I used to write a fair amount of fiction, back in high school and college, but never was sufficiently serious about it to get any good, and while I've been writing a lot since graduation, it's almost all been technical or business-related stuff. I've just recently started dipping my toes back into writing fiction again - and it's hard! I've been happy to see that the writing itself comes relatively easily - I can sit down and crank out however much quantity I'm going for - but I'm never happy with it when I re-read it. Anyways... I have no illusions about ever being anywhere near Chabon's league, but listening to him made me cheerful, since I can definitely imagine becoming BETTER than I am now.
As with many City Arts programs, this included an extremely generous Q&A session with the audience; I think it lasted nearly as long as the main discussion with Adam Savage did. The questions covered a wide area but were uniformly thoughtful and knowledgeable. Again, that's part of what I love about City Arts: people who come here are already up to speed on what's going on, so you get really interesting, specific questions, instead of the more vague "What did it feel like to write this book?" questions that often crop up at more general-audience events. For example: the first question was, "I think you were in front of me in the line to the Wilco concert at the Fox Theater with your son. [It was his daughter.] What is your relationship towards live performances, and does it influence your work?" That prompted an incredibly thoughtful response from Michael about not only music, but experiencing live music with his kids. Another person had read Chabon's acknowledgement that he had used Scrivener, an OS X app, while writing this book, and had asked what that process was like. After checking whether the questioner was a Scrivener developer (he wasn't), Michael gave a concise and pretty compelling summary of what Scrivener does (basically providing a really useful way for you to organize all your sources that you would consult while writing and making them easy to find and access), but then segued from there into an app that he was even more excited about, Freedom, a productivity app that does exactly one thing: kills your Internet connection for a set period of time. That in turn led to some great discourse on distractions in writing - and once again, it makes me know so good that I'm not the only person who, when I'm actually in the flow and enjoying what I'm writing, will suddenly think, "Oh, I should check my email!" and derailing a previously productive session.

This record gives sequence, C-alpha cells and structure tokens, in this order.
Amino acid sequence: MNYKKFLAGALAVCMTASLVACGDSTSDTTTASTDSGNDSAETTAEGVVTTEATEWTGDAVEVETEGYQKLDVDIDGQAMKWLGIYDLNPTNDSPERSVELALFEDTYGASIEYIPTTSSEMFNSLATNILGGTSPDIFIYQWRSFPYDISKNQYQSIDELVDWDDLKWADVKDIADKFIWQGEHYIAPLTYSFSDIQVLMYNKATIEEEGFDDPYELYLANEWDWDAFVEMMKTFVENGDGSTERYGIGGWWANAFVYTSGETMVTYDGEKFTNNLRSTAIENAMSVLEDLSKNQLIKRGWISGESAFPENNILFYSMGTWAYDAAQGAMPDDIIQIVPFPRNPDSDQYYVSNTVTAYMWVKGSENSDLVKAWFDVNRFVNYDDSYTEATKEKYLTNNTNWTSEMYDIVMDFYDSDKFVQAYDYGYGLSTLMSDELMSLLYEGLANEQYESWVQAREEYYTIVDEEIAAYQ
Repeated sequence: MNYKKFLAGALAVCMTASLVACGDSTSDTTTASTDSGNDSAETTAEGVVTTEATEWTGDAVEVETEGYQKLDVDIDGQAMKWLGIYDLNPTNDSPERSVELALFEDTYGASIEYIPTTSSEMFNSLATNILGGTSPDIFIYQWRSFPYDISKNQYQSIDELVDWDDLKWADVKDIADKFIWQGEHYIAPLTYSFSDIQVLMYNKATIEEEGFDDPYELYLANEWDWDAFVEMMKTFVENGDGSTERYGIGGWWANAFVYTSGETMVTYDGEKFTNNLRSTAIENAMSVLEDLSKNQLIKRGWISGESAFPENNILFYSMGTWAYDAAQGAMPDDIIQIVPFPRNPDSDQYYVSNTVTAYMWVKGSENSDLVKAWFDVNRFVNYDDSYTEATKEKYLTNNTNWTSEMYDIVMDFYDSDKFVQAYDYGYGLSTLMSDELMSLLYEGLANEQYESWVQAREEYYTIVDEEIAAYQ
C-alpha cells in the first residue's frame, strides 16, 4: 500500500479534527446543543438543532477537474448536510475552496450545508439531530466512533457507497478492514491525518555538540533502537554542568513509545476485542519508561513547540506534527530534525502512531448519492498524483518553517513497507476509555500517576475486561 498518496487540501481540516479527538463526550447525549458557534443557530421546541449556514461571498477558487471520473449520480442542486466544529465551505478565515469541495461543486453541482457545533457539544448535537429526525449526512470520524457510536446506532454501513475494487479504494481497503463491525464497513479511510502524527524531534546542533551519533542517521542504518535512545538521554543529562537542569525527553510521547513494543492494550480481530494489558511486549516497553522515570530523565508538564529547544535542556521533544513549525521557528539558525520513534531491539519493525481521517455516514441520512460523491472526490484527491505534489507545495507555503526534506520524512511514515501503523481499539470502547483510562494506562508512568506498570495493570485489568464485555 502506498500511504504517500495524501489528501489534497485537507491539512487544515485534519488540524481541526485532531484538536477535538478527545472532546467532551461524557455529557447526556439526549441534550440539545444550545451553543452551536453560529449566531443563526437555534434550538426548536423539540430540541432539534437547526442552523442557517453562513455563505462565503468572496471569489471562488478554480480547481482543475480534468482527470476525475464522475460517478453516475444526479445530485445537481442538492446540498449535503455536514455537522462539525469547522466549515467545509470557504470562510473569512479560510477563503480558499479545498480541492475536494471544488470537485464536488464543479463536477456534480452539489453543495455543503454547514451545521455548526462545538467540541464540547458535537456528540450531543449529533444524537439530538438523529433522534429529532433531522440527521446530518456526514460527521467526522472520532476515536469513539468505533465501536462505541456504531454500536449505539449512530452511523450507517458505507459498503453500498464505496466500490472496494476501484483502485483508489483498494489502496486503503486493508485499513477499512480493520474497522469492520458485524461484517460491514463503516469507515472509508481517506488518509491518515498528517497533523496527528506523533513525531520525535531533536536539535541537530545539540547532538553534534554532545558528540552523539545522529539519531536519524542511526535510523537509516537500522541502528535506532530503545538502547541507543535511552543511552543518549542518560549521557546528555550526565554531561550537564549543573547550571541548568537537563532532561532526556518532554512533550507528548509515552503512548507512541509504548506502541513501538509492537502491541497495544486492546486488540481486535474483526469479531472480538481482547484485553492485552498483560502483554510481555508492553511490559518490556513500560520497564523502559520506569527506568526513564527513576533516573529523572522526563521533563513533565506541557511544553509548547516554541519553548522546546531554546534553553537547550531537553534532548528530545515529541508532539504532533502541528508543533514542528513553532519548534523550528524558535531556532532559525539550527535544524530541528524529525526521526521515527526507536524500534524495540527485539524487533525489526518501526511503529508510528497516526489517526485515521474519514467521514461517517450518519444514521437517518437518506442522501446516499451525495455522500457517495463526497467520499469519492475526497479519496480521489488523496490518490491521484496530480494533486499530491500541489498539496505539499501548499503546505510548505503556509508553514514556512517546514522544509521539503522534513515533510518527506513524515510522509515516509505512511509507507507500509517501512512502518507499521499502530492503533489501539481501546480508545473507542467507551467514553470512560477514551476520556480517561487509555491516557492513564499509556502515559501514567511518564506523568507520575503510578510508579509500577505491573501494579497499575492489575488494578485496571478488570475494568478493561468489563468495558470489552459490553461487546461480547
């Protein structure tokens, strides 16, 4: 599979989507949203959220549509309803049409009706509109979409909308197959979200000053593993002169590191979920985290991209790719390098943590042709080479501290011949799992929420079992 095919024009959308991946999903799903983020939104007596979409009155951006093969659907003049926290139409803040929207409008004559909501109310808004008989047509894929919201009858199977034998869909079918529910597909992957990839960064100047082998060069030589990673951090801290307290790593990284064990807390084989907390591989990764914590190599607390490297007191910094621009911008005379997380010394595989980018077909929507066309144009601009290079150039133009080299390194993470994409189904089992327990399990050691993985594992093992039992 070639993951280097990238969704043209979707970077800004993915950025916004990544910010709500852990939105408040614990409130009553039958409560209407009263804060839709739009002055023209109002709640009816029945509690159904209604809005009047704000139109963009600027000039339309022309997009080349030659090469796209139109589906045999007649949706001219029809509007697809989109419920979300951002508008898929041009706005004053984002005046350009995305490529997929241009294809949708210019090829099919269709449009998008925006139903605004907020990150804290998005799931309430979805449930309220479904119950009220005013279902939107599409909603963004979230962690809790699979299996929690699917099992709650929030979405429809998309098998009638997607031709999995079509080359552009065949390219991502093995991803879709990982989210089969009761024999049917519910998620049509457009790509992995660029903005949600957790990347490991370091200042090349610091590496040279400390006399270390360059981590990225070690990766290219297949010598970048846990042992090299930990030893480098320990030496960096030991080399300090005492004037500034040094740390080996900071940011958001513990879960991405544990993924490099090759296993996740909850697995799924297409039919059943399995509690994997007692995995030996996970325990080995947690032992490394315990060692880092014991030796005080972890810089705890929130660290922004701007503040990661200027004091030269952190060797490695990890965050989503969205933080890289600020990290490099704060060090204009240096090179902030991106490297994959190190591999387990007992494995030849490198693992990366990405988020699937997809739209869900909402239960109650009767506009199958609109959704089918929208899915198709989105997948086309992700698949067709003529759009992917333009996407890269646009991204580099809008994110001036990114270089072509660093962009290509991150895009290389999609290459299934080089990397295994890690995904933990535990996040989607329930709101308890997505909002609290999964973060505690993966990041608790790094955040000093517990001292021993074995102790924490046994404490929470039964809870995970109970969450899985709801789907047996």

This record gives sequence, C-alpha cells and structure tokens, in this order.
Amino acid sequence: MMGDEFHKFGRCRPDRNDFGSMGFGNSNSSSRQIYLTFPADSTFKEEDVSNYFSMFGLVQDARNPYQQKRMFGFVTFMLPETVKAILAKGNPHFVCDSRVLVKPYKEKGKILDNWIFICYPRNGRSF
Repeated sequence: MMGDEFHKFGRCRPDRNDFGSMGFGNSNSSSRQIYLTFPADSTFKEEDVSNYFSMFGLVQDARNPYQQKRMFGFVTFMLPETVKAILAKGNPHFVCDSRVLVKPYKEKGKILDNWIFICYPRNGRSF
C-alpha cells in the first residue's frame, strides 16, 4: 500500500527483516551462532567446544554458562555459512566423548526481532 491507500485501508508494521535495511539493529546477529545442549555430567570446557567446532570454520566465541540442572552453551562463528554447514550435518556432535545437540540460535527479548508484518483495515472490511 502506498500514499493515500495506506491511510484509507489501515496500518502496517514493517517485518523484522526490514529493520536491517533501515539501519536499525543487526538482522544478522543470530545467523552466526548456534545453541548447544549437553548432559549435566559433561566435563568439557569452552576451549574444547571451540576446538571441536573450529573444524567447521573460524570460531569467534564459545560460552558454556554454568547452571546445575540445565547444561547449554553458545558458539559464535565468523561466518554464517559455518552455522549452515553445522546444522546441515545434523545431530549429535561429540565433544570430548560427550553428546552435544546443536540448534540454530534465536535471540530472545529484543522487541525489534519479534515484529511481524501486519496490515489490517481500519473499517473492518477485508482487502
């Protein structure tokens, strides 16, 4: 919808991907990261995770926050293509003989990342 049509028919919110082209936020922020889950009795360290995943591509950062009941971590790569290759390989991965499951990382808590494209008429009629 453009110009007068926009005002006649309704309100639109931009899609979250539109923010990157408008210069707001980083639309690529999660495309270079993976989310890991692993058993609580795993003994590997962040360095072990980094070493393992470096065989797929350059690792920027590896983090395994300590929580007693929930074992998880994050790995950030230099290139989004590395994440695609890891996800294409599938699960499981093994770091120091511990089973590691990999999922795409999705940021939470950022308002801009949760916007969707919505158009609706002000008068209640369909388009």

Also amusing: I think a grand total of four questions throughout the night came from people who self-identified as residents of the Temescal neighborhood. At one point Chabon joked, "I feel like I'm sitting in Pizzaiolo right now." He hadn't talked a whole lot about the book itself during his conversation with Adam, but the questions during the Q&A did a lot to draw out some comments about his affection for Oakland and Berkeley and how neighborhoods change.
I stuck around afterwards to get my book signed. This program rewards repeat attendees: you can see who knows the drill, because they're the ones who make a beeline for the door, turn left at the lobby, and immediately start lining up, while others are still wandering around looking lost. Michael Chabon was very gracious and pleasant, chatting with everyone who came through the (very long!) line. These events have gotten less awkward for me since I (finally!) figured out that it's OK to say "I really like your books."
I'm juggling multiple books at the moment, so it will probably be a while before I finish Telegraph Avenue, but I'll definitely post here once it's done. I read the first 30 pages or so while waiting at the event and on BART afterwards, and am loving what I'm reading so far!